Marketing buyers concentrate on building relationships as approach matures

15 December 2010

16 December 2010 | Angeline Albert

Buyers of marketing services shift their focus from reducing cost to building relationships as their approach to the category matures, a study has found.

Research published this week by the World Federation of Advertisers (WFA) has found that experienced marketing buyers concentrate on building third-party relationships and educating the buying team about the category.

Findings in Maximising Marketing Efficiency run contrary to advertising agencies’ criticism that procurement teams are solely focusing on lower fees and reduced media costs.

Consultancy firm Spire, which questioned 85 senior global marketing and procurement specialists – representing firms responsible for more than US$50 billion (£31.6 billion) of marketing spend – found these buyers are seeking alternative ways of adding value for the client and the agency.

Responses also revealed that sourcing specialists are keen to increase the impact of marketing communications as well as keeping costs competitive.

The research identified five stages procurement teams go through when improving marketing buying:

1) The first stage is that the ability to manage money well by keeping costs down is at least twice as important as any other factor.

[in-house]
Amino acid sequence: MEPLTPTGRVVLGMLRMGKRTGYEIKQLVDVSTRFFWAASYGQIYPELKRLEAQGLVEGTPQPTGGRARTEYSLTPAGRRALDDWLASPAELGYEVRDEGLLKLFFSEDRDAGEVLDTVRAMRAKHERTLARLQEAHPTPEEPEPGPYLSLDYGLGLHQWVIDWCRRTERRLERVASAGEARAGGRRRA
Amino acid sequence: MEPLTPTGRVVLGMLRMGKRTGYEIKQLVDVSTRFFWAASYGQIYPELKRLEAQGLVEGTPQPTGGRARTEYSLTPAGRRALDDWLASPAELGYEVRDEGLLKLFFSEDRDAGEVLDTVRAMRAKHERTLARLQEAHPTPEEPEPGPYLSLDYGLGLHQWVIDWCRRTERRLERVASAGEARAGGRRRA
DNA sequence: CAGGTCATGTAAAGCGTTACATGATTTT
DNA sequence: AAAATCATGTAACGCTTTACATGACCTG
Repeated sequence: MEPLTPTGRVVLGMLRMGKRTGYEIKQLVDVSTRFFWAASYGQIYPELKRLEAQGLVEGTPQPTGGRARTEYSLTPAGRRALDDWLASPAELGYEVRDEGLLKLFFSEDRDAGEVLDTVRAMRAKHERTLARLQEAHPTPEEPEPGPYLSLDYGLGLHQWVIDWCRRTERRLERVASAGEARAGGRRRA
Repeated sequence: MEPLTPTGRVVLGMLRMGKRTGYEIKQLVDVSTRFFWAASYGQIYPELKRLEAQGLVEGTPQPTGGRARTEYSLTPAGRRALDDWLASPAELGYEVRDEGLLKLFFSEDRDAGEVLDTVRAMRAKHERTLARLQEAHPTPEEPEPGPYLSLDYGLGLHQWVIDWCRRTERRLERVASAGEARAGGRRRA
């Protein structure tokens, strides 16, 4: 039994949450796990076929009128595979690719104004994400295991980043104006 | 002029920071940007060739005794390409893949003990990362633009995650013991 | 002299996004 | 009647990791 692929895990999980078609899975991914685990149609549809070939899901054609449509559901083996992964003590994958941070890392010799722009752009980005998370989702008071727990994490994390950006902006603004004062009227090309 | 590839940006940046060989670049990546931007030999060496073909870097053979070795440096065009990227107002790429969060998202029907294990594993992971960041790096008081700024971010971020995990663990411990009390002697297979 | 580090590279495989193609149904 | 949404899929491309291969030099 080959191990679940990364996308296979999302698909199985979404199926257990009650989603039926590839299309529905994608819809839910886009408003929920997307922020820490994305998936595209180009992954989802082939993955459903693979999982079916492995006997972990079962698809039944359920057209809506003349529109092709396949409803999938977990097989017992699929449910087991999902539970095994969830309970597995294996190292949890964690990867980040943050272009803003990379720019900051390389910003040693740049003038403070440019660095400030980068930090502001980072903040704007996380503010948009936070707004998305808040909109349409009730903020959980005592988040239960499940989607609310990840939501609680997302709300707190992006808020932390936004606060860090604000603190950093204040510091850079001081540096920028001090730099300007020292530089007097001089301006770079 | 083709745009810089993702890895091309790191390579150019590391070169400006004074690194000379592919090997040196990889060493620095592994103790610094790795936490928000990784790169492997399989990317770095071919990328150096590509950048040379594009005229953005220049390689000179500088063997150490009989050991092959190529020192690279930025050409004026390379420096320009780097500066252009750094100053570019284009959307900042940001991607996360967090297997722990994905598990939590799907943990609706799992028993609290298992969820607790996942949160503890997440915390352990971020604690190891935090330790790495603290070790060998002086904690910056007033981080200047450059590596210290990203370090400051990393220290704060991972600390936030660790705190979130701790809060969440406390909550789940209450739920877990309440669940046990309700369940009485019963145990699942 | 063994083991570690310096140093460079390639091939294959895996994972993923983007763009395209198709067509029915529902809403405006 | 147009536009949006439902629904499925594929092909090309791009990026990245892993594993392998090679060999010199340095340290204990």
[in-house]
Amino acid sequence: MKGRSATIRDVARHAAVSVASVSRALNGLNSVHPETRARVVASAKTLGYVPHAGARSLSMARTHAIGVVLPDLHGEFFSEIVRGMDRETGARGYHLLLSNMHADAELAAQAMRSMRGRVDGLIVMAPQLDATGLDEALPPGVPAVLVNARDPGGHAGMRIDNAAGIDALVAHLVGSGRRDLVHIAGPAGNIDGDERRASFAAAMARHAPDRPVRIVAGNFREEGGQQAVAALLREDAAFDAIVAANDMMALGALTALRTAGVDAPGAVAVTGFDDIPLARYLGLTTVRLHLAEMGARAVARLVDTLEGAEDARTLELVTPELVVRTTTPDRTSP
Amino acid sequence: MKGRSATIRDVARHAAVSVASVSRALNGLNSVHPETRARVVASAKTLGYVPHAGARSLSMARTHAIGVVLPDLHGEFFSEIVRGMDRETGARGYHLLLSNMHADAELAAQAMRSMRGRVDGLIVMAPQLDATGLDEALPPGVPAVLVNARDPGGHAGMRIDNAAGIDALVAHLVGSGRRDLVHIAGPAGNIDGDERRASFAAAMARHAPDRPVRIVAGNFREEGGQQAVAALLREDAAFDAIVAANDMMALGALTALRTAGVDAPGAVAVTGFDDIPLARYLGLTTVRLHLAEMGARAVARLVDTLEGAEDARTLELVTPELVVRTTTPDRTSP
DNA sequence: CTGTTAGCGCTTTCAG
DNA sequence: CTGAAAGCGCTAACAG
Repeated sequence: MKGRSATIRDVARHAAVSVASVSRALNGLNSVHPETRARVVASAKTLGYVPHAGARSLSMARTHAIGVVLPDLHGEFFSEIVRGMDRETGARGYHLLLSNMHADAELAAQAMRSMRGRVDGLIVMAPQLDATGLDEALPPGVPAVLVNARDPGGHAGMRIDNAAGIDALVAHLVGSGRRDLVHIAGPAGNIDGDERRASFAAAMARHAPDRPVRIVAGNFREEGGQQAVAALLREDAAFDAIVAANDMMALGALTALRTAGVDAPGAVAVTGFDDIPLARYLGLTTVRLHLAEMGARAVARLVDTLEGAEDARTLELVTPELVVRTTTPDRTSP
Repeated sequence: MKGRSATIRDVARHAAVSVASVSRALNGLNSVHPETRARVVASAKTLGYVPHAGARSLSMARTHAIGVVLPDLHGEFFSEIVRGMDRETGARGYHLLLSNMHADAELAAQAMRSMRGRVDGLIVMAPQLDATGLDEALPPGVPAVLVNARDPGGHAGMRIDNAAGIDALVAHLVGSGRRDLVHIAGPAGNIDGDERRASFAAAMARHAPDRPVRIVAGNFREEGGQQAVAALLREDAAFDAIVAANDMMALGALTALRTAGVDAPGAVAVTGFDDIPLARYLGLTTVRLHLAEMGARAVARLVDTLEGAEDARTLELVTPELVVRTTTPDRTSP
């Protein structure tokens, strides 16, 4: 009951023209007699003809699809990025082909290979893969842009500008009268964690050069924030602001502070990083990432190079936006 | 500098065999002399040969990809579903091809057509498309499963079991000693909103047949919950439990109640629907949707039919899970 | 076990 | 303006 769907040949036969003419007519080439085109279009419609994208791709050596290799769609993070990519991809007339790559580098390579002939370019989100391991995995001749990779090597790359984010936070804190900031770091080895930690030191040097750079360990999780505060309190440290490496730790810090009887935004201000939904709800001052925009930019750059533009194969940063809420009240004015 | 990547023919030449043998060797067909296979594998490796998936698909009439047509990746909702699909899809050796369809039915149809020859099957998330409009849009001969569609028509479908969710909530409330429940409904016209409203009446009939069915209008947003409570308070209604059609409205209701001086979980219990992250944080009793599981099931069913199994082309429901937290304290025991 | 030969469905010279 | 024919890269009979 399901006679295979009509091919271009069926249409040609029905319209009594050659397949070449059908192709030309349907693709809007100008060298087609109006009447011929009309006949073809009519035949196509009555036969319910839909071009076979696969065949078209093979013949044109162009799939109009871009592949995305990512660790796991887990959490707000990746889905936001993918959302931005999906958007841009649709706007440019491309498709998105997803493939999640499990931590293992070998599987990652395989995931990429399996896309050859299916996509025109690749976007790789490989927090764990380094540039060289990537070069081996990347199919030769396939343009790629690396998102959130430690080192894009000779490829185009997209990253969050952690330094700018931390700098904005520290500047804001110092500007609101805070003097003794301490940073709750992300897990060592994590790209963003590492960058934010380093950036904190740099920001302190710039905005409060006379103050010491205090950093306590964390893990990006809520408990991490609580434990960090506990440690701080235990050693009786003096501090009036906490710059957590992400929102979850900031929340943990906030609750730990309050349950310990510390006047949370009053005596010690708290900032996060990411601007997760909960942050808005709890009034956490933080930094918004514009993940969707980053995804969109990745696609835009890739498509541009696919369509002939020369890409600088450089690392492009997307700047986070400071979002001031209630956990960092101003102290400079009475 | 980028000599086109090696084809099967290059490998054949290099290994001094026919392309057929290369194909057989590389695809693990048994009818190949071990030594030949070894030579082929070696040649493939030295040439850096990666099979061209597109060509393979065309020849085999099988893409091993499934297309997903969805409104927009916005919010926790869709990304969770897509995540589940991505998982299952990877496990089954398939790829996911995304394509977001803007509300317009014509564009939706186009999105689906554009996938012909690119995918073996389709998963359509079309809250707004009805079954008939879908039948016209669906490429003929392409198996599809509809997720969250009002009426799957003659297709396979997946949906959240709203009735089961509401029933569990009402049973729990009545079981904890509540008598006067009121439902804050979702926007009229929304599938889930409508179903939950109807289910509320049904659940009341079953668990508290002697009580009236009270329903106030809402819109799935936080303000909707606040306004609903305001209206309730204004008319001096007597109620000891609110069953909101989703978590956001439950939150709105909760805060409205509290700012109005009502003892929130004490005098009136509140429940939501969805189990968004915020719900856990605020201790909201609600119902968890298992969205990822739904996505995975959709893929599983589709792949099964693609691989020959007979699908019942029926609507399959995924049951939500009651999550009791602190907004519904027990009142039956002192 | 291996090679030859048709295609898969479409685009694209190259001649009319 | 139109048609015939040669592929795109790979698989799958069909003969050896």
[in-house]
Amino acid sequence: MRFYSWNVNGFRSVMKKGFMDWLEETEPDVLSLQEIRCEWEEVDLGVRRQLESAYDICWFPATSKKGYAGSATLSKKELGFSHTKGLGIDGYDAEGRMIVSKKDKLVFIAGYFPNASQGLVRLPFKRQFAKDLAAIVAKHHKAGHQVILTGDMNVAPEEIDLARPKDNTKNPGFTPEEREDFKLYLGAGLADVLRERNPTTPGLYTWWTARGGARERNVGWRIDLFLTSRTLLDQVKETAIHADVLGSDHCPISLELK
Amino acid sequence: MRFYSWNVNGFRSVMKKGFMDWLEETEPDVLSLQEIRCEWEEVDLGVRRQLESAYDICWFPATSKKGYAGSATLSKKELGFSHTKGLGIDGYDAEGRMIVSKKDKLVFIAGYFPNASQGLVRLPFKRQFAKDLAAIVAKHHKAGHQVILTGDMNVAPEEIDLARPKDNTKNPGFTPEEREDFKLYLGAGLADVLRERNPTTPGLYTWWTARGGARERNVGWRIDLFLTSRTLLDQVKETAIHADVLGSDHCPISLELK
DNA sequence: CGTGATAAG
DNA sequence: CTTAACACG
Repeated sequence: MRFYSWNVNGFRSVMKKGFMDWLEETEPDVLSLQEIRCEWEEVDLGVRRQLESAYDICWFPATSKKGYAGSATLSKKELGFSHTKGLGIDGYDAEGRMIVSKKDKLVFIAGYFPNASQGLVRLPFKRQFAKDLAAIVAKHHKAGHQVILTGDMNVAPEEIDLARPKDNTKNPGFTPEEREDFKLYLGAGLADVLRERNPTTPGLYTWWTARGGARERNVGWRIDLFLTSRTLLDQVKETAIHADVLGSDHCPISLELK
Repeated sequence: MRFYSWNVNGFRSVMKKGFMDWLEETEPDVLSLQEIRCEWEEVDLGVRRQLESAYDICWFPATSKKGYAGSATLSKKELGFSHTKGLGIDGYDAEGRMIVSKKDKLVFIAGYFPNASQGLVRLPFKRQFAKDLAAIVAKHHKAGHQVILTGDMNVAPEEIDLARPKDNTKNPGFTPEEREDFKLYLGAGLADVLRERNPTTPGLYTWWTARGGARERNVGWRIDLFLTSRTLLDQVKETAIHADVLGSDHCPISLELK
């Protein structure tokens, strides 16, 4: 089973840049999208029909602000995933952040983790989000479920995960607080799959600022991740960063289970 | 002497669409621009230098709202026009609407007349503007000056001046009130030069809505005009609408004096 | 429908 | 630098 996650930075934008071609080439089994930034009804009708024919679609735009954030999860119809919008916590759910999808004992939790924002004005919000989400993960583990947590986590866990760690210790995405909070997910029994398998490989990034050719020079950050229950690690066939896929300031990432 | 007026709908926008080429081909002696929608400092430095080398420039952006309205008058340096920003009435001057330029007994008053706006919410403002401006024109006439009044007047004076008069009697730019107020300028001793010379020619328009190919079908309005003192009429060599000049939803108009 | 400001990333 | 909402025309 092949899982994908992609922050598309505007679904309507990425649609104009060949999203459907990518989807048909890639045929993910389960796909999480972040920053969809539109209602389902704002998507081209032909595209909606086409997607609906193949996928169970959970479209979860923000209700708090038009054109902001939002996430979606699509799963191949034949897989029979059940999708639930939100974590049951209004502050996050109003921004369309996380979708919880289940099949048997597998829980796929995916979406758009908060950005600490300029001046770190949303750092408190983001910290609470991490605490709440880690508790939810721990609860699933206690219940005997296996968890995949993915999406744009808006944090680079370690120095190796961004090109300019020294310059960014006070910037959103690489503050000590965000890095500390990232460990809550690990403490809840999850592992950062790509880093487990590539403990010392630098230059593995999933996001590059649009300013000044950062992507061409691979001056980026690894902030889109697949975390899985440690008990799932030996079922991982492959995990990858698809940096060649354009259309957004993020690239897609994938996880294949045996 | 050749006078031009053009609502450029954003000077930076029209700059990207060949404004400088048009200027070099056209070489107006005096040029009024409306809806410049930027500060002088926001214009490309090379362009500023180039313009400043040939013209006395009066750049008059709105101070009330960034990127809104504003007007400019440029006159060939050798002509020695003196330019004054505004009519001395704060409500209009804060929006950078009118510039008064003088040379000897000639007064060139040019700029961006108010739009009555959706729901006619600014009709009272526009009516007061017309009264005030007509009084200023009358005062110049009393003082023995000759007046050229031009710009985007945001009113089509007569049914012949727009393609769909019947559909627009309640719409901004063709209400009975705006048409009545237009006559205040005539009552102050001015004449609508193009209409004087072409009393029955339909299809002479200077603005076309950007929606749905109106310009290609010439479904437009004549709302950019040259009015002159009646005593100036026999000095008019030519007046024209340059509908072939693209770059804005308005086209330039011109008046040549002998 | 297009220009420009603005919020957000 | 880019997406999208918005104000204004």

2) By the second stage, managing money well and building third-party relationships are equally important.

3) Building third-party relationships and leading SRM programmes accounts for nearly half of sourcing time at the third stage.

4) By phase four, managing processes becomes a focus as procurement seeks to make account management easier.

5) After reaching maturity, managing money well, building relationships, optimising process and driving improvements are all equally important.

The report said progress is driven by two factors: the capability of the procurement team, and the readiness of the organisation to “move beyond a pure cost focus”.

Previous WFA research has shown that some firms take an average of eight years to move from the early stages of procurement involvement in marketing to a permanent global and local strategic sourcing function covering most marketing spend.

“Enabling marketing procurement to fully engage with the marketing spend creates the right conditions for breeding sourcing expertise that boosts marketing efficiency,” said Steve Lightfoot, communications procurement manager at the WFA.

The WFA‘s members include Coca-Cola and Nestle, and the organisation represents 90 per cent of global marketing communications – almost US$700 billion (£444 billion) annually.

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